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In 2012, Rory Staunton, a healthy 12-year-old boy, presented to the emergency department (ED) of a community hospital in New York with symptoms that, in retrospect, were determined to be caused by sepsis. He was seen, discharged, and subsequently died of septic shock. Consequently, the governor introduced Rory’s Regulations, which mandated that hospitals in New York implement protocols to recognize and treat sepsis according to evidence-based guidelines. These efforts may result in large public health benefits for patients.1 However, crucial to Rory’s case was that his diagnosis was missed. Efforts to avoid missed or delayed diagnosis are greatly enhanced by knowledge of the frequency and course of similar cases, yet such data are unknown. We therefore examined the electronic health records of healthy adolescents who presented to 12 community hospital EDs in southwestern Pennsylvania during the same period (January 1, 2010, through December 31, 2012) with signs and symptoms similar to those of Rory Staunton.
Rory presented with 3 of the 4 systemic inflammatory response syndrome (SIRS) criteria: fever, tachycardia, and tachypnea. We selected all adolescents (12-17 years of age) who were previously healthy (Pediatric Complex Chronic Condition score of 0)2 and presented with 3 or more age-appropriate SIRS criteria. In electronic health record data, we determined who was suspected of having infection and thus met the current definition of pediatric sepsis by identifying the combination of orders for a body fluid culture (eg, bacterial, viral, and fungal) and antibiotics.3,4 We measured the frequency with which infection was suspected after 24 hours, which served as a marker of delayed diagnosis, and the frequency of a poor course, which was defined as admission to the intensive care unit, transfer to an acute care facility, or in-hospital death, confirmed by manual medical record review. The University of Pittsburgh Institutional Review Board approved this study with waiver of consent. All data were deidentified. We analyzed data with STATA software, version 14.2 (StataCorp).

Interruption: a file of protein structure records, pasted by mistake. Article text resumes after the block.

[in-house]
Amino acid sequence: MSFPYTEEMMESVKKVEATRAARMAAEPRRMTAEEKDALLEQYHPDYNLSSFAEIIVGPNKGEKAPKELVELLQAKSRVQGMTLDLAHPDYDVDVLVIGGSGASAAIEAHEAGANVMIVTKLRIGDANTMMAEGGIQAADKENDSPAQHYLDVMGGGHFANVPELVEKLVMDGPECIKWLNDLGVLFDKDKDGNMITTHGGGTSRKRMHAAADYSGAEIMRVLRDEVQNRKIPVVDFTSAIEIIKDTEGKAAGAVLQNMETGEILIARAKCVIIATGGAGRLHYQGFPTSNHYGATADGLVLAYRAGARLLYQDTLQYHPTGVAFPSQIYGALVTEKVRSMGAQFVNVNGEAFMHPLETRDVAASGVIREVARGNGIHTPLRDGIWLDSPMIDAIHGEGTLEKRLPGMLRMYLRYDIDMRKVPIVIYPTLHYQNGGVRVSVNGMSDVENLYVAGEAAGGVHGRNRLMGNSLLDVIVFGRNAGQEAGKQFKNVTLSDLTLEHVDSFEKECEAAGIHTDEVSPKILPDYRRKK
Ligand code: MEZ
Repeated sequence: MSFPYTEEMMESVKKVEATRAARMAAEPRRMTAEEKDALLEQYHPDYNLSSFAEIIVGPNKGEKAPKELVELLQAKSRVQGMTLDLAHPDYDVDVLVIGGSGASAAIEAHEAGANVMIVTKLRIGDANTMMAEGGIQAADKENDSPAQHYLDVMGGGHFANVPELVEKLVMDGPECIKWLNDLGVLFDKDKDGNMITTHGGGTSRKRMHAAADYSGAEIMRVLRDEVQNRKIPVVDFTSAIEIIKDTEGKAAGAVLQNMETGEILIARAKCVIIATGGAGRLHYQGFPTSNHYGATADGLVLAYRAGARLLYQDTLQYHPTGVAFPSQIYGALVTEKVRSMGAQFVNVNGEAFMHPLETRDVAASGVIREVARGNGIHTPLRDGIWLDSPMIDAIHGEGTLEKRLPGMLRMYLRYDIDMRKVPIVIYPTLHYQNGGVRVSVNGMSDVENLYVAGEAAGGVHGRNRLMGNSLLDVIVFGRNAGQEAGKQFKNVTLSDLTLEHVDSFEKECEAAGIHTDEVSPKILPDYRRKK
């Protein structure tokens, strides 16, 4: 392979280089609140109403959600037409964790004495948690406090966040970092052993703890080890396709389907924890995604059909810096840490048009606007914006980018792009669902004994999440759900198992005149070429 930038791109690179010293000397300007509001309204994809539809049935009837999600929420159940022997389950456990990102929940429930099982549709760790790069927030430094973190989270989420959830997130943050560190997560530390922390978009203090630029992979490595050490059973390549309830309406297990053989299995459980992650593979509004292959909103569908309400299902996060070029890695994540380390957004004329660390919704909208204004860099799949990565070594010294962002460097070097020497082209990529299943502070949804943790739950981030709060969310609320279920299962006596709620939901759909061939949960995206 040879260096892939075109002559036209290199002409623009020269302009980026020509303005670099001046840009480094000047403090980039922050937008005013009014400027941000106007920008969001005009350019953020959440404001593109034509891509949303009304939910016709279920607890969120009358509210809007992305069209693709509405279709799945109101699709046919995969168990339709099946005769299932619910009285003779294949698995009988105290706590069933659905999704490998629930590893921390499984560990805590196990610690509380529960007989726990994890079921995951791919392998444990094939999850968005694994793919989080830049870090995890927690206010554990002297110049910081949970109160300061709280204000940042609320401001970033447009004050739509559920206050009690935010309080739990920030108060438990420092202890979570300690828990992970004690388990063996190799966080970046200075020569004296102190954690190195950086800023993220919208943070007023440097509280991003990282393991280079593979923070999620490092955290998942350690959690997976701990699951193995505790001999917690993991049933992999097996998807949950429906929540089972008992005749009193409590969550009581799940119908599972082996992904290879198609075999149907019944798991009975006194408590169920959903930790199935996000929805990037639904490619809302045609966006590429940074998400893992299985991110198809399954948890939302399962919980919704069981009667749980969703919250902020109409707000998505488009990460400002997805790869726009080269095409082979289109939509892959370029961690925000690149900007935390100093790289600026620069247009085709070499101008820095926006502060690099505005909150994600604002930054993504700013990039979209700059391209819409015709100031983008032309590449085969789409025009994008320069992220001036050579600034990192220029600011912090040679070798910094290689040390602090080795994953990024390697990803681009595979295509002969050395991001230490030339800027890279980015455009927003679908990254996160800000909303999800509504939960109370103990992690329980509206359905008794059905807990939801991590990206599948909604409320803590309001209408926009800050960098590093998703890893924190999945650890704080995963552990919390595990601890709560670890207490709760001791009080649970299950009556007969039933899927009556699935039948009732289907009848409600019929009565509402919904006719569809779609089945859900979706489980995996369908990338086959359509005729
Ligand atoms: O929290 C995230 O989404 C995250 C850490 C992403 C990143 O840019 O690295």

During 3 years, the 12 EDs evaluated 1 308 871 encounters, 43 654 (3.3%) of which were with healthy adolescents. Of these encounters, 899 (2.0% of healthy adolescents, 0.07% of ED visits) had 3 or more SIRS criteria (Figure). Among these cases, 158 patients (17.6%) were suspected of having infection (and met the sepsis criteria), of whom 11 (7.0%) were suspected of infection after 24 hours. Of the 158 patients, 25 (15.8%) were admitted to the intensive care unit, 27 (17.1%) were transferred to another facility, 12 (7.6%) had lactate measured, and 1 (0.6%) died (Table). The adolescent who died received antibiotics 19 hours after presentation. No patients who did not meet the sepsis criteria died. Thus, an ED treated a mean of 36 357 patients (95% CI, 36 295-36 419) each year, of whom 25 (95% CI, 23-27) presented similarly to Rory Staunton and 4 (95% CI, 3.7-5.1) had sepsis. Each ED would treat 2.8 fatal sepsis cases (95% CI, 0.1-15.5) every 100 years.